ARTIFICIAL ISLANDS


One of the Palm artificial islands off the city of Dubai in the UAE

Offshore Artificial Island
Tech Level: 10
Deep Ocean Artificial Island
Tech Level: 12

Mankind has actually been creating artificial islands for thousands of years. Breakwalls, ocean pylons, artificial reefs, and offshore drilling platforms are all examples of kinds of artificial islands. Dozens of artificial islands already exist in many parts of the world, particularly in ocean-locked countries like Japan.

This article concerns itself with the modern trend of creating artificial islands of truly colossal scale--large enough to be considered able to support permanent populations of hundreds or more.


OFFSHORE ARTIFICIAL ISLAND
Tech Level: 10

An offshore artificial island is any landmass constructed in the water immediately off shore of an established coastline, in the relatively shallow depths near land.

A number of large offshore island projects have been completed or begun construction within the last twenty years or so. They include the Kansai and Kobe airports in Japan, and the Palm Islands and World Island projects in Dubai. Some of these artificial islands were designed to add on or give more room to crowded urban coastal areas, as was the case with the Kansai and Kobe airports. Others are meant as showcase tourist attractions, such as with the Dubai projects. Given the commercial success of all of these islands, we can expect to only see more such undertakings in the future.

The process of creating one of these immense structures is much more complicated than just dumping a bunch of earth into the water until you get a mound that breaks above the surface. Environmental impact studies have to be carried out in length, to ensure that the new islands will not adversely affect the local ecosystem as a whole. Proper underwater sediment is also required, and if not present the whole project could be scuppered. Both New Orleans and Venice show the dangers of building on improper sediment--both cities are very slowly sinking because they were built on spongy sediment, at a rate of a few inches a century. It makes no sense to invest billions of dollars in an island that will only start sinking in a few decades.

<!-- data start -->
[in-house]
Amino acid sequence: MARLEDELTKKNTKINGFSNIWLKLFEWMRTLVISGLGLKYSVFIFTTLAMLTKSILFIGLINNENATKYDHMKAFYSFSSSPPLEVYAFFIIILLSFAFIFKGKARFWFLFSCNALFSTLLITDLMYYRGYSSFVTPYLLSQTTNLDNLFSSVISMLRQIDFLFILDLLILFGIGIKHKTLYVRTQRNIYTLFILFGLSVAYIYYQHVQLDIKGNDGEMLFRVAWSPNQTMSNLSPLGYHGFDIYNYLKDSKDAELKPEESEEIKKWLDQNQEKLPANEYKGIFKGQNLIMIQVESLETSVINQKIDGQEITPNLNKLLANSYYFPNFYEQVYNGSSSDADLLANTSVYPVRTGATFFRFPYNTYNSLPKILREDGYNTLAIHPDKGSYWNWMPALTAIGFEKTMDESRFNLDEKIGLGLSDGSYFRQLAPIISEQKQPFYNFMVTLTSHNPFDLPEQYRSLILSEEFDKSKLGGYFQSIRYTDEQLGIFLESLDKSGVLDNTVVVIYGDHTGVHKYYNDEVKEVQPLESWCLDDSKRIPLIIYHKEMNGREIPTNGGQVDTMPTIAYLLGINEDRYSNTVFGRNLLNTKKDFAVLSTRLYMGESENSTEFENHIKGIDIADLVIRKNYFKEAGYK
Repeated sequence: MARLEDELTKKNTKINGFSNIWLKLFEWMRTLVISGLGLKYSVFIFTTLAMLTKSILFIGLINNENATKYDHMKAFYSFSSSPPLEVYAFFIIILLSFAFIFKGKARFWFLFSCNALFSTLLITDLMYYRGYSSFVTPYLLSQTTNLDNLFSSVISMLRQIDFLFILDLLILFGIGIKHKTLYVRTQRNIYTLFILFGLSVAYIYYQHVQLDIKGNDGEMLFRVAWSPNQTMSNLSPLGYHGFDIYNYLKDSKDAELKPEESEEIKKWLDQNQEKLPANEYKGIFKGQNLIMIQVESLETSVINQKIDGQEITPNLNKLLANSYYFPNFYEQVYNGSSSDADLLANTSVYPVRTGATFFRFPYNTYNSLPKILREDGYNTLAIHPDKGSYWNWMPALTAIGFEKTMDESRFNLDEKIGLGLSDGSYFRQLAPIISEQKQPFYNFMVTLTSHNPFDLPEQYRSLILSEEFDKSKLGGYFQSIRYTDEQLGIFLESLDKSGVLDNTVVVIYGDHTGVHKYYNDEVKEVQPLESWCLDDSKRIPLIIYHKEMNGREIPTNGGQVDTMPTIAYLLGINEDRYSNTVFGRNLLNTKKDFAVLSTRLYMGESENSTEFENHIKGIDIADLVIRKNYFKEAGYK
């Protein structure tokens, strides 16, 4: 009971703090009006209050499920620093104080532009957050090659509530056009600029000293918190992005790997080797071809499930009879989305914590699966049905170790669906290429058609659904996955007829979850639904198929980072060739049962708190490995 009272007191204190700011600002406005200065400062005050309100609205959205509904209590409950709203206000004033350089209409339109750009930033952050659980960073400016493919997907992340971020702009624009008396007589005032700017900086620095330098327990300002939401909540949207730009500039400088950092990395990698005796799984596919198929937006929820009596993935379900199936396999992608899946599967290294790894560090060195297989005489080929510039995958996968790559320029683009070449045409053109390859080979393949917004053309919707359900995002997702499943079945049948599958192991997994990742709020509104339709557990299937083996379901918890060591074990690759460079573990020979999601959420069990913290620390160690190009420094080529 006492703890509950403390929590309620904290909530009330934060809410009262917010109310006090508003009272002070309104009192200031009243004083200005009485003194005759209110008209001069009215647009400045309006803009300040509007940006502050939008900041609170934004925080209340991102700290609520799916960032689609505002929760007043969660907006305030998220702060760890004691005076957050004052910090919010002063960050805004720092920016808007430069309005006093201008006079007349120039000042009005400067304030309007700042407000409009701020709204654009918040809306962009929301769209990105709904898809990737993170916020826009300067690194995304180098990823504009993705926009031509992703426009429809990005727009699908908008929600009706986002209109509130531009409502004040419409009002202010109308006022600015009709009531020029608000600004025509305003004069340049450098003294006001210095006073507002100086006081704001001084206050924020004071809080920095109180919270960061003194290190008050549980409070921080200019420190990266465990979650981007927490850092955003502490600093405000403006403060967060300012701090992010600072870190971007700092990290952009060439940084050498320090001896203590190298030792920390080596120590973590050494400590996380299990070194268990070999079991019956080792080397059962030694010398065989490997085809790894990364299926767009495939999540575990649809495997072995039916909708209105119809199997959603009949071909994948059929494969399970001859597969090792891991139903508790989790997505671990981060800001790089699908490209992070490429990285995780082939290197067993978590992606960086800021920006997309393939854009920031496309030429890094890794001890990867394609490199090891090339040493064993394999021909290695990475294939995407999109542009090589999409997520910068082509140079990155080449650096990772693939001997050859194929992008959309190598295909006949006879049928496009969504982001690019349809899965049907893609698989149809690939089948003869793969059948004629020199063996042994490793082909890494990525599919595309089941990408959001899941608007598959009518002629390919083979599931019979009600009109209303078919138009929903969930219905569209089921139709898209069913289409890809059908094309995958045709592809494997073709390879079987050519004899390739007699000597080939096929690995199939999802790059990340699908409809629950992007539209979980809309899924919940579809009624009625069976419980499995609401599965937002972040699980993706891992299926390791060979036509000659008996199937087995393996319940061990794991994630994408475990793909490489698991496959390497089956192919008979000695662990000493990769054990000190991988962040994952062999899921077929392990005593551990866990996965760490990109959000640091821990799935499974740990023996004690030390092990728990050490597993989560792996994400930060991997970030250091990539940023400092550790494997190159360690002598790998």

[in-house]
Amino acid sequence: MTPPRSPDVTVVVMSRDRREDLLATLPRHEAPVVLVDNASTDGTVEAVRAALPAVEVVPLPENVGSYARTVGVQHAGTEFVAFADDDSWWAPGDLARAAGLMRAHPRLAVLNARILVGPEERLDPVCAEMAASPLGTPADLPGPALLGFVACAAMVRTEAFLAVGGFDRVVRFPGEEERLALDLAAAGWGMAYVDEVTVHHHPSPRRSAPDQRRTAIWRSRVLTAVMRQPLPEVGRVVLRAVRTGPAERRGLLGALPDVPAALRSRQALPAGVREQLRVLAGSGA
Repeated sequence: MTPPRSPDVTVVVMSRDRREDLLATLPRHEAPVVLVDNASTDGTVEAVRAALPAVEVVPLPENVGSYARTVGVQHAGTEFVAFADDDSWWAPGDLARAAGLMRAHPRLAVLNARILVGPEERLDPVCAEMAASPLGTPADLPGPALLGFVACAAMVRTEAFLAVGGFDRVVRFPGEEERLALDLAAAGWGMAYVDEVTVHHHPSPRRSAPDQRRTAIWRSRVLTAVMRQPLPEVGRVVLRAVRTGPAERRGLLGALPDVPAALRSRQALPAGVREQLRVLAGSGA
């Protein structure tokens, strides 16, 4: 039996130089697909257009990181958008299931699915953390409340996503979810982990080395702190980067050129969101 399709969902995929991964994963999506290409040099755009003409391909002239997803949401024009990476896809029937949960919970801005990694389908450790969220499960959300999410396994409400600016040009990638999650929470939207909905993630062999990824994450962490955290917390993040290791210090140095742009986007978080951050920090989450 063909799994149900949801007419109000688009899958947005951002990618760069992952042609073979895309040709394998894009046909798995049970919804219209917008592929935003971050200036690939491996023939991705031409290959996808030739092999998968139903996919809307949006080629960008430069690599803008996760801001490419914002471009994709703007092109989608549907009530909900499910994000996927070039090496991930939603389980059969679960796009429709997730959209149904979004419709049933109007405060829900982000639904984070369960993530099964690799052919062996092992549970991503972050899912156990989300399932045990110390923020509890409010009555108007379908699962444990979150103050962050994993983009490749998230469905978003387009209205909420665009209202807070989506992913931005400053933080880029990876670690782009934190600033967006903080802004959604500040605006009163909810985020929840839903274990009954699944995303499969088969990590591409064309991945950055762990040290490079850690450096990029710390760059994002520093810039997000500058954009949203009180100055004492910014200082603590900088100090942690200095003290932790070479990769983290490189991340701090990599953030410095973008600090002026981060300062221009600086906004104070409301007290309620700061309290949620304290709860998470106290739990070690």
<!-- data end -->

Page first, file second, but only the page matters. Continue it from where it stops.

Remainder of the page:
The prospect of global warming and rising ocean levels also has to be taken into account for the same reason. The islands off Dubai are being built in anticipation of a possible rise in ocean water levels by as much as six inches.

Like with supports for bridges, pylons are sunk into the bedrock underwater to offer added stability and support. A cap of coarse rock follows to function as a firm foundation, followed later by millions to tons of sand and crushed rock form up the actual body of the islands.

The actual configuration of an island will depend on its purpose. The Kobe and Kansai islands had to be shaped to accommodate long runways. The Dubai islands, meant primarily as tourist attractions, were given more emphasis on aesthetic visuals. However, one requirement for all artificial landmasses in the ocean is a breakwall, to help prevent erosion of the multi-billion dollar investment.

As an example of the kind of economic advantage an artificial island can provide, the creation of the two palm-shaped artificial islands will increase Dubai's usable shoreline by 120 km. Situated on the Palms will be over 60 luxury hotels, 5000 residential villas, 5000 apartments, marinas, water theme parks, restaurants, shopping malls, sports facilities, health spas, cinemas and numerous dive sites.

However, some critics decry the negative environmental impact of the islands on the local marine ecosystem. It is too soon yet to determine the islandsí true long range affect, and studies are ongoing.